Goodbye, Brandon Roy
We pretty much knew this was coming. Brandon Roy was waived by the Timberwolves. As had been widely reported, the second year of his contract was non-guaranteed. Therefore, the team chose to waive him and his $5.3 Million remaining on his deal. I’m not the right person to wax poetic on what a great player B-Roy was in Portland. I’m sure plenty of Blazers writers have already done that. His brief, somewhat-awkward T-Wolves tenure was recapped nicely by Mark Remme.
I do think it’s worth pointing out what the decision to waive Roy could mean, in a bigger picture sense. The Wolves could’ve held on to him as a trade chip. A non-guaranteed contract would have value to teams as a salary-cutting tool. But in any deal where the Wolves sent out Roy to bring in somebody else, they’d essentially be adding salary of their own. This is rife with assumptions and speculation but I take this move as a signal — however slight — that the new management is operating under a fixed budget; probably one set below the luxury tax line. I also take the move to signal a desire to retain the big free agents, Nikola Pekovic and Chase Budinger. Again, cutting Roy lowers the payroll and increases cap space and room below the tax line. Don’t be surprised if it’s not the only move in this direction.
Jaw Surgery for Derrick Williams
Sid Hartman reported that Derrick Williams is (or, now, perhaps has) undergoing jaw surgery. Apparently Kevin Love had the same thing in 2011. According to Sid, he’ll be out 5 to 6 weeks. I had this surgery done after high school graduation, and it isn’t fun. Your face swells up, your jaw is wired shut for at least a week, and exercise is out of the question. Love picked a good time to do it, with the inevitable lockout giving him all kinds of time to get back in shape. The biggest side effect is losing weight from the liquid/soft-foods diet. In Love’s case, maybe that was part of the reason he looked so lean in 2011-12? Williams will have plenty of time to get ready for the season, but he won’t be getting any work done for the next month.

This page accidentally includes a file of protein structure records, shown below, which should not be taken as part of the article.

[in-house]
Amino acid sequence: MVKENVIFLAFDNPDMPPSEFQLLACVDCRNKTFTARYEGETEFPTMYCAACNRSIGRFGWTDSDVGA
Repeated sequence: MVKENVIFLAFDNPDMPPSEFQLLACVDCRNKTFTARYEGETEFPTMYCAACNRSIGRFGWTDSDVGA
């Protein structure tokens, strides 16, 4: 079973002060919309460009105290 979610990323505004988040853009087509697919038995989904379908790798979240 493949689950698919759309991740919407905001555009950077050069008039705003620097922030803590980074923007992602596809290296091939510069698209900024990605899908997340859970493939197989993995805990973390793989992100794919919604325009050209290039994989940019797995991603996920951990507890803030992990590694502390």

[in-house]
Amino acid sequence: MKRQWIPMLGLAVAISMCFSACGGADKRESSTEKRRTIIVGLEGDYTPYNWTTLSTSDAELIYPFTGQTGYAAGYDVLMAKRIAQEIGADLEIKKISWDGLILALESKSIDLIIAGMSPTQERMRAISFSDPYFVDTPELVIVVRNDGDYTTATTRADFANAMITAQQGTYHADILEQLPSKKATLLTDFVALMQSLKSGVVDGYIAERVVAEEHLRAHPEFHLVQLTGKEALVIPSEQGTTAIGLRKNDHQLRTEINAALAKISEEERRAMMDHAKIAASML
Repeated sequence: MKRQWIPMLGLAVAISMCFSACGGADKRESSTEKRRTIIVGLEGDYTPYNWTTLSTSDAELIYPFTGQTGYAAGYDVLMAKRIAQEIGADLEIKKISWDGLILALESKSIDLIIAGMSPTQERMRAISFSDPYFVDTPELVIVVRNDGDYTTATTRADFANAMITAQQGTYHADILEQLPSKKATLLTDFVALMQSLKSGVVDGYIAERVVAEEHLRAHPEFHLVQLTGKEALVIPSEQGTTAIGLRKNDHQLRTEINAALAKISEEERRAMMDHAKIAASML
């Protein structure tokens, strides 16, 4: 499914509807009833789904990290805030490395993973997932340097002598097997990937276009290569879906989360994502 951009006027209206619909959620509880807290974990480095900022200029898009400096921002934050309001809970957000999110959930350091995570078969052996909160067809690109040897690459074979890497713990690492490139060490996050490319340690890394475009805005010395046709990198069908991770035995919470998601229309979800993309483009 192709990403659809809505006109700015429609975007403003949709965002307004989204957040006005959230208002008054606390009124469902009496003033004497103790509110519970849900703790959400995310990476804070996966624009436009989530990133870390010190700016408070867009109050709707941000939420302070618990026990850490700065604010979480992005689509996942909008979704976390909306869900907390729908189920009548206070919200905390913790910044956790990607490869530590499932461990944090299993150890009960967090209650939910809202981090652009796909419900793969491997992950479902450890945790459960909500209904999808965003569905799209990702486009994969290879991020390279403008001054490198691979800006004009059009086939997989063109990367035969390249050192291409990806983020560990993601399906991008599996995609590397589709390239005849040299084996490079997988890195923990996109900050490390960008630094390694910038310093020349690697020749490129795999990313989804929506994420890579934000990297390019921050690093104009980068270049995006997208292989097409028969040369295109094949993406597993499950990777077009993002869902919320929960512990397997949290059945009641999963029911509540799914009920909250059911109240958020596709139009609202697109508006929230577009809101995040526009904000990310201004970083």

Steph Curry Awesomeness & What Could Have Been (Or maybe not…)
Golden State guard Steph Curry has been the most exciting — if not valuable — playoffs performer, to date. Every three-point barrage seems to remind Wolves fans that we could’ve drafted him instead of Jonny Flynn. The idea goes that Curry would make for a great backcourt partner with Ricky Rubio, since he shoots so well and Ricky is so great at passing it to open shooters. It isn’t quite that simple though. I wrote about this already in an exchange with Eric in Madison in this comments section, but it bears repeating: A huge reason why Steph Curry is so great is because he can make three-pointers off the dribble. It stands to reason that he’d make less of an impact if moved entirely off the ball. And, if you’ve ever watched Ricky Rubio try to catch and shoot, I think YOU ALREADY KNOW that Ricky would be the guard handling the ball in this hypothetical backcourt. This jacked-up version of Curry that we’ve seen in the playoffs is even more ball dominant than the regular version. Zach Lowe does a great job of describing it here with the benefit of Golden State’s SportVu data. (By the way, the league should buy that technology and normalize it and make it publicly available. They’ve done a great job with the new kick-ass stats page on nba.com. No need to stop now!)